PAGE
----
April 20, 2009 feature
Can R2 gravity explain dark matter?
(PhysOrg.com) -- "In many ways, the standard model of cosmology works very well," Jose Cembranos tells PhysOrg. "However, there are very basic features that we just do not know. We have dark energy and dark matter. They dictate the evolution of late time cosmology. They both together constitute more than 95 percent of the energy content of the present Universe." If this is the case, why do we trust the standard model? It can’t explain such a large portion of the universe.
Cembranos points this out about why we continue to place our faith in the standard model: “Sometimes it is hard to explain why you trust a model if you don’t understand the most part of it. The reason is that you do not need to know the fundamental nature of dark energy or dark matter to compute the evolution of the Universe. With the ingredients we have, the model fits the different observations we have done so far.” But many scientists are not satisfied with a model that leaves out the natures of dark energy and dark matter. They, like Cembranos, are looking for ways to modify the standard model so that these mysterious parts of the universe may eventually be revealed.
Cembranos is a scientist at the William I. Fine Theoretical Physics Institute at the University of Minnesota in Minneapolis. He has been working on a model of cosmology that includes a modification of Einstein gravity. “Gravity is the main issue in any model of cosmology; it is the force that drives the dynamic. However, we know that the Einstein theory of gravity cannot be the final word on gravity. It is not consistent at high energies.” Cembranos has developed a model that uses an effective approach and illustrates the idea that new gravitational states could account for dark matter with R2 gravity. His work is described in Physical Review Letters: “Dark Matter from R2 Gravity.”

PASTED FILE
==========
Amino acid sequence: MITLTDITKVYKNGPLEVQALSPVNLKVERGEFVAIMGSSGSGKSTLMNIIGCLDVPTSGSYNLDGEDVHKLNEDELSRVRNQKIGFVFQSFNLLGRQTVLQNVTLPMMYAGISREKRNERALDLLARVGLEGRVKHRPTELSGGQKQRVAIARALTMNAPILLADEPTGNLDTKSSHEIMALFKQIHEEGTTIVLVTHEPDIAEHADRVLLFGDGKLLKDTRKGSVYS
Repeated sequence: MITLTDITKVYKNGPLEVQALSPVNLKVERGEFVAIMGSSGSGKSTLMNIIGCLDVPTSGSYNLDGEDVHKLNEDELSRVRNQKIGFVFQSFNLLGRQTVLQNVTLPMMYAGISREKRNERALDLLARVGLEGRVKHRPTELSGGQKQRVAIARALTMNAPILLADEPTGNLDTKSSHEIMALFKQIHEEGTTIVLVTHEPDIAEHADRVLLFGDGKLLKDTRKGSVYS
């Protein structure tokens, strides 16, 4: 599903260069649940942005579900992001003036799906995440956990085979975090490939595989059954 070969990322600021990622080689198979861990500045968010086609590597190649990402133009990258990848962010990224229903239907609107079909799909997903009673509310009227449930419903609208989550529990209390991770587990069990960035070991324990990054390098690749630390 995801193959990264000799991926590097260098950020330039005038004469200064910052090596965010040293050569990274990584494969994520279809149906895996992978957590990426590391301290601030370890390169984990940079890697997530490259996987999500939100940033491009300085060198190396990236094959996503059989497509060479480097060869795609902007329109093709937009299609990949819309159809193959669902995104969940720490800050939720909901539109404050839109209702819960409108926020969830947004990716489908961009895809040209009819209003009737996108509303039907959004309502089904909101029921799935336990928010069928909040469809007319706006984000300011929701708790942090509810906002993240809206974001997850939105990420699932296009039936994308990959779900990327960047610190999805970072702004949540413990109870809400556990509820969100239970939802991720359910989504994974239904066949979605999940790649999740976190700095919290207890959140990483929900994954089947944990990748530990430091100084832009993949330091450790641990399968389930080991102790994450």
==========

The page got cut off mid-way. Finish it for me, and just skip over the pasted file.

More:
“I used R2 gravity because it is the simplest way to modify Einstein gravity,” Cembranos explains. “We know how to deal with gravity as an effective field theory, working at low energies. At low energies you have the opportunity for a perturbative expansion, everything working order by order. Unfortunately, you can’t go to very high energies. From a quantum standpoint this approach does not work.”
“In addition to a constant that may explain the dark energy, and a linear term in the space-time curvature that defines Einstein gravity, the next term of the expansion is quadratic,” Cembranos explains. “When you introduce this R2 term, gravity is modified by the introduction of a new mediator of the gravitational interaction. However, it is completely different from its cousin: The standard graviton predicted by the linear term is a mass-less particle of spin 2. This new graviton has mass and spin 0.”
The model that Cembranos developed also allows you to tune the parameters of the system in order to explain dark matter. “I wanted to focus on the dark matter issue,” he says, “because dark matter seems a little more straightforward. All you need to do is introduce more stuff into the model. We can do this with R2 gravity.”
Cembranos points out that while R2 gravity is an interesting approach to the problem, it doesn’t hold all the answers. “Many people have used different modifications of gravity in order to explain dark matter and even dark energy,” he says. “However, usually these explanations end up being worse than Einstein gravity. Einstein gravity clearly has problems, but nearly all the other explanations are worse.”
What makes the model studied by Cembranos more promising, he insists, is that using the R2 term isn’t worse than Einstein’s gravity theory. “It’s not any better, but it’s also not any worse. It’s more or less the same, but a little more complicated.”
The additional gravitational states allowed in the R2 gravity modification introduce new degrees of freedom to the standard model. “I’m hoping that by studying this model,” Cembranos points out, “that we can get a general idea of what can be signals or observations that are apparent if dark matter is really related to the gravitational sector.”
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